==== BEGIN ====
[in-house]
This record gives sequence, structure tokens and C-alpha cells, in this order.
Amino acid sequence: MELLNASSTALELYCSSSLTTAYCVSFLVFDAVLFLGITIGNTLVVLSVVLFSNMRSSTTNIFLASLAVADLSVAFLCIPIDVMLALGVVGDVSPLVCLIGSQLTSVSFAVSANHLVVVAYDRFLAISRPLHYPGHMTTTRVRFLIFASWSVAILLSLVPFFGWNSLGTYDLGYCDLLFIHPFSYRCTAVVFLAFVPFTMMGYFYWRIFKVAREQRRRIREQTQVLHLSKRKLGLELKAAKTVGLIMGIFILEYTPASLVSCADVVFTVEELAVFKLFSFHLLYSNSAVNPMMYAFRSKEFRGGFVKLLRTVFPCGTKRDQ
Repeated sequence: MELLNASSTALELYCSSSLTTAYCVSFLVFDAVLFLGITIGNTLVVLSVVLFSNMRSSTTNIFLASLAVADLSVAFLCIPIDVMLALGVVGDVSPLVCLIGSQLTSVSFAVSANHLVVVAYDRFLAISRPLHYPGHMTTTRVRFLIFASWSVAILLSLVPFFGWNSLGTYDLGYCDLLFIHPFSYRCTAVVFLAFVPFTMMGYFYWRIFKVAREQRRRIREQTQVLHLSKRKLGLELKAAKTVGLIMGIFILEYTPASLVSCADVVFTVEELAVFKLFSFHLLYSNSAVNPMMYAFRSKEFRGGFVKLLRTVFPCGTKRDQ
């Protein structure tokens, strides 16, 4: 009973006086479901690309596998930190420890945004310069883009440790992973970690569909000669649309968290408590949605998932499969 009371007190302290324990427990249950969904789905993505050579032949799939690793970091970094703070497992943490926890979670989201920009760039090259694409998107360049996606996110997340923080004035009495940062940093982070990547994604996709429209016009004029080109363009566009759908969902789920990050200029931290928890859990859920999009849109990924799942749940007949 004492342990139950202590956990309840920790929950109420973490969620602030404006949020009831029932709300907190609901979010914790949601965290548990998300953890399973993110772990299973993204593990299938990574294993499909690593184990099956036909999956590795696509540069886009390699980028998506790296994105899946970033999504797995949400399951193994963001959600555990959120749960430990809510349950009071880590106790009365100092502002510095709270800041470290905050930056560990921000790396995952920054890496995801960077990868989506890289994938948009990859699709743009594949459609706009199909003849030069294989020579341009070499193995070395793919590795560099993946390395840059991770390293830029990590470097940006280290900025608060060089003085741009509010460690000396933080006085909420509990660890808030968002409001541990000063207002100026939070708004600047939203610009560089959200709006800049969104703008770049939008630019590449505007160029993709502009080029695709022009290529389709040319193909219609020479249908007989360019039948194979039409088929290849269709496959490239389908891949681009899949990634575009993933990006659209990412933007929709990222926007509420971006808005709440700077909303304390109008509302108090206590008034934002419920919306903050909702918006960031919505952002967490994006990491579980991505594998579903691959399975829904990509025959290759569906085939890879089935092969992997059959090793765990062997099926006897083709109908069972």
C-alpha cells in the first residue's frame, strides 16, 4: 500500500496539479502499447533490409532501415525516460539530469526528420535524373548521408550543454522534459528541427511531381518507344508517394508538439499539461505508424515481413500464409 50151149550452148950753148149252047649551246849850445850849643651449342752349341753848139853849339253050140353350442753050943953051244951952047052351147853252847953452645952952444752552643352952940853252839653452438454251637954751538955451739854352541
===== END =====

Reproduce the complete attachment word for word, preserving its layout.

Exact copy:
[in-house]
This record gives sequence, structure tokens and C-alpha cells, in this order.
Amino acid sequence: MELLNASSTALELYCSSSLTTAYCVSFLVFDAVLFLGITIGNTLVVLSVVLFSNMRSSTTNIFLASLAVADLSVAFLCIPIDVMLALGVVGDVSPLVCLIGSQLTSVSFAVSANHLVVVAYDRFLAISRPLHYPGHMTTTRVRFLIFASWSVAILLSLVPFFGWNSLGTYDLGYCDLLFIHPFSYRCTAVVFLAFVPFTMMGYFYWRIFKVAREQRRRIREQTQVLHLSKRKLGLELKAAKTVGLIMGIFILEYTPASLVSCADVVFTVEELAVFKLFSFHLLYSNSAVNPMMYAFRSKEFRGGFVKLLRTVFPCGTKRDQ
Repeated sequence: MELLNASSTALELYCSSSLTTAYCVSFLVFDAVLFLGITIGNTLVVLSVVLFSNMRSSTTNIFLASLAVADLSVAFLCIPIDVMLALGVVGDVSPLVCLIGSQLTSVSFAVSANHLVVVAYDRFLAISRPLHYPGHMTTTRVRFLIFASWSVAILLSLVPFFGWNSLGTYDLGYCDLLFIHPFSYRCTAVVFLAFVPFTMMGYFYWRIFKVAREQRRRIREQTQVLHLSKRKLGLELKAAKTVGLIMGIFILEYTPASLVSCADVVFTVEELAVFKLFSFHLLYSNSAVNPMMYAFRSKEFRGGFVKLLRTVFPCGTKRDQ
């Protein structure tokens, strides 16, 4: 009973006086479901690309596998930190420890945004310069883009440790992973970690569909000669649309968290408590949605998932499969 009371007190302290324990427990249950969904789905993505050579032949799939690793970091970094703070497992943490926890979670989201920009760039090259694409998107360049996606996110997340923080004035009495940062940093982070990547994604996709429209016009004029080109363009566009759908969902789920990050200029931290928890859990859920999009849109990924799942749940007949 004492342990139950202590956990309840920790929950109420973490969620602030404006949020009831029932709300907190609901979010914790949601965290548990998300953890399973993110772990299973993204593990299938990574294993499909690593184990099956036909999956590795696509540069886009390699980028998506790296994105899946970033999504797995949400399951193994963001959600555990959120749960430990809510349950009071880590106790009365100092502002510095709270800041470290905050930056560990921000790396995952920054890496995801960077990868989506890289994938948009990859699709743009594949459609706009199909003849030069294989020579341009070499193995070395793919590795560099993946390395840059991770390293830029990590470097940006280290900025608060060089003085741009509010460690000396933080006085909420509990660890808030968002409001541990000063207002100026939070708004600047939203610009560089959200709006800049969104703008770049939008630019590449505007160029993709502009080029695709022009290529389709040319193909219609020479249908007989360019039948194979039409088929290849269709496959490239389908891949681009899949990634575009993933990006659209990412933007929709990222926007509420971006808005709440700077909303304390109008509302108090206590008034934002419920919306903050909702918006960031919505952002967490994006990491579980991505594998579903691959399975829904990509025959290759569906085939890879089935092969992997059959090793765990062997099926006897083709109908069972």
C-alpha cells in the first residue's frame, strides 16, 4: 500500500496539479502499447533490409532501415525516460539530469526528420535524373548521408550543454522534459528541427511531381518507344508517394508538439499539461505508424515481413500464409 50151149550452148950753148149252047649551246849850445850849643651449342752349341753848139853849339253050140353350442753050943953051244951952047052351147853252847953452645952952444752552643352952940853252839653452438454251637954751538955451739854352541